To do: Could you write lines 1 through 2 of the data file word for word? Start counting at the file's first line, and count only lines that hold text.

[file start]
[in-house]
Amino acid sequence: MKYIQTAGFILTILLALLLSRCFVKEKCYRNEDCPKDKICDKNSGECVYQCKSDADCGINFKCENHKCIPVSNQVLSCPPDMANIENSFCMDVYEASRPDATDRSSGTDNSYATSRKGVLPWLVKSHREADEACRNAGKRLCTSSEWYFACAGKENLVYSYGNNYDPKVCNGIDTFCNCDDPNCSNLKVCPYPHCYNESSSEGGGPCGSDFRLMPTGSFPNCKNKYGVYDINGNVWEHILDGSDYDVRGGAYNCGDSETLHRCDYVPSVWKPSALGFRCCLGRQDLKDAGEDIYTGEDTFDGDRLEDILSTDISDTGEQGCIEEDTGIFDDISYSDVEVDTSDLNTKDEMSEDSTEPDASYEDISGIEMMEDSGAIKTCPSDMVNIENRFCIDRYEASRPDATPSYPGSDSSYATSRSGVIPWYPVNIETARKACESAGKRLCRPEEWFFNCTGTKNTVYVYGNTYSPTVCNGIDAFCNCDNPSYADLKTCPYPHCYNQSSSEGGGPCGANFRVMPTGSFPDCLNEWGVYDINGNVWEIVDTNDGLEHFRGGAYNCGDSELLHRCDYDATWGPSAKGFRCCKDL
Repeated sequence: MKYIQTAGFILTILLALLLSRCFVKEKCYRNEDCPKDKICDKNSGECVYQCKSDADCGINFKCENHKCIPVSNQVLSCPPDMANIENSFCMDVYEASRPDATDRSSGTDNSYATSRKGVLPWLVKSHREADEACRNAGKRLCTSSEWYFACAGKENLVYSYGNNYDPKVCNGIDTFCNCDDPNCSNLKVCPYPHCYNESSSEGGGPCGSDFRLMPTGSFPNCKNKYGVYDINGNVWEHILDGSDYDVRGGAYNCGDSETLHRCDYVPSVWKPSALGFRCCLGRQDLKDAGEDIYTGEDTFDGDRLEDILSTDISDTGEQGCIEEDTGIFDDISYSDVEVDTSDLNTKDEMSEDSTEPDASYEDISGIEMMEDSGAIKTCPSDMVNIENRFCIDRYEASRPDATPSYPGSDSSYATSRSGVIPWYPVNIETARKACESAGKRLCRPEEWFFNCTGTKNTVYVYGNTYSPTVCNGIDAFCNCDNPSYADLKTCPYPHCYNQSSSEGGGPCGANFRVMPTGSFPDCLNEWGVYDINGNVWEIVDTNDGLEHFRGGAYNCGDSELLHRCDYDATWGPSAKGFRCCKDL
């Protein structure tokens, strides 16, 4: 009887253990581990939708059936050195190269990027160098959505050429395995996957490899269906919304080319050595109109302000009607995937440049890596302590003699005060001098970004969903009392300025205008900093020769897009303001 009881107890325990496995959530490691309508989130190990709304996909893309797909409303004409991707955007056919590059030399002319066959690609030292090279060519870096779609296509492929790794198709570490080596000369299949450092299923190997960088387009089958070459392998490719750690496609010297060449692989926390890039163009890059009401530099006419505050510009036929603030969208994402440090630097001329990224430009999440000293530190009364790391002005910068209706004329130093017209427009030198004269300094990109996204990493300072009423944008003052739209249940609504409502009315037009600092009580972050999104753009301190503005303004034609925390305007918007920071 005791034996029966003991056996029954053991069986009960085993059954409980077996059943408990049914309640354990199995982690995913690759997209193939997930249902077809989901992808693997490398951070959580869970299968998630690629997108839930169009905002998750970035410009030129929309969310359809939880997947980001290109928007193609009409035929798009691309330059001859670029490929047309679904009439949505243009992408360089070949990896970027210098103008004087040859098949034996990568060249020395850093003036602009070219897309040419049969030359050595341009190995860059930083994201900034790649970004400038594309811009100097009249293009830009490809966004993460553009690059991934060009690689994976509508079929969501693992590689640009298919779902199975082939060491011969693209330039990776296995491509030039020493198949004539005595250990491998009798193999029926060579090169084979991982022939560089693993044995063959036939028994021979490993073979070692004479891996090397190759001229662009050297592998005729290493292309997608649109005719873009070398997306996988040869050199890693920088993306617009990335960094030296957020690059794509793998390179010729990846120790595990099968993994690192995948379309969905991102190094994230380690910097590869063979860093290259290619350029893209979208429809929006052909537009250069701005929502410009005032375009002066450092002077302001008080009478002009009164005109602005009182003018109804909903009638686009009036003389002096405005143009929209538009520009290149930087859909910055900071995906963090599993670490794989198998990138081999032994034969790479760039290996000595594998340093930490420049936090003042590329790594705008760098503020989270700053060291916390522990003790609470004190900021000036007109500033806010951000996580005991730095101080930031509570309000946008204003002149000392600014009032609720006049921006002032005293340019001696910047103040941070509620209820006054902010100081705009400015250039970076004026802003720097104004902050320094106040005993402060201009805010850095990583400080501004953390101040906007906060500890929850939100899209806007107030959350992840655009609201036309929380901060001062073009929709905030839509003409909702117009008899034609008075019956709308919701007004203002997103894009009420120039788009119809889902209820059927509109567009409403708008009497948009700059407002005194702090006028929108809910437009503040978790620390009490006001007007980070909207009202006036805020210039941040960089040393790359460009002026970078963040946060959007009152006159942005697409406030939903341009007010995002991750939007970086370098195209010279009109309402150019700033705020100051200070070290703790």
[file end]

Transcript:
[in-house]
Amino acid sequence: MKYIQTAGFILTILLALLLSRCFVKEKCYRNEDCPKDKICDKNSGECVYQCKSDADCGINFKCENHKCIPVSNQVLSCPPDMANIENSFCMDVYEASRPDATDRSSGTDNSYATSRKGVLPWLVKSHREADEACRNAGKRLCTSSEWYFACAGKENLVYSYGNNYDPKVCNGIDTFCNCDDPNCSNLKVCPYPHCYNESSSEGGGPCGSDFRLMPTGSFPNCKNKYGVYDINGNVWEHILDGSDYDVRGGAYNCGDSETLHRCDYVPSVWKPSALGFRCCLGRQDLKDAGEDIYTGEDTFDGDRLEDILSTDISDTGEQGCIEEDTGIFDDISYSDVEVDTSDLNTKDEMSEDSTEPDASYEDISGIEMMEDSGAIKTCPSDMVNIENRFCIDRYEASRPDATPSYPGSDSSYATSRSGVIPWYPVNIETARKACESAGKRLCRPEEWFFNCTGTKNTVYVYGNTYSPTVCNGIDAFCNCDNPSYADLKTCPYPHCYNQSSSEGGGPCGANFRVMPTGSFPDCLNEWGVYDINGNVWEIVDTNDGLEHFRGGAYNCGDSELLHRCDYDATWGPSAKGFRCCKDL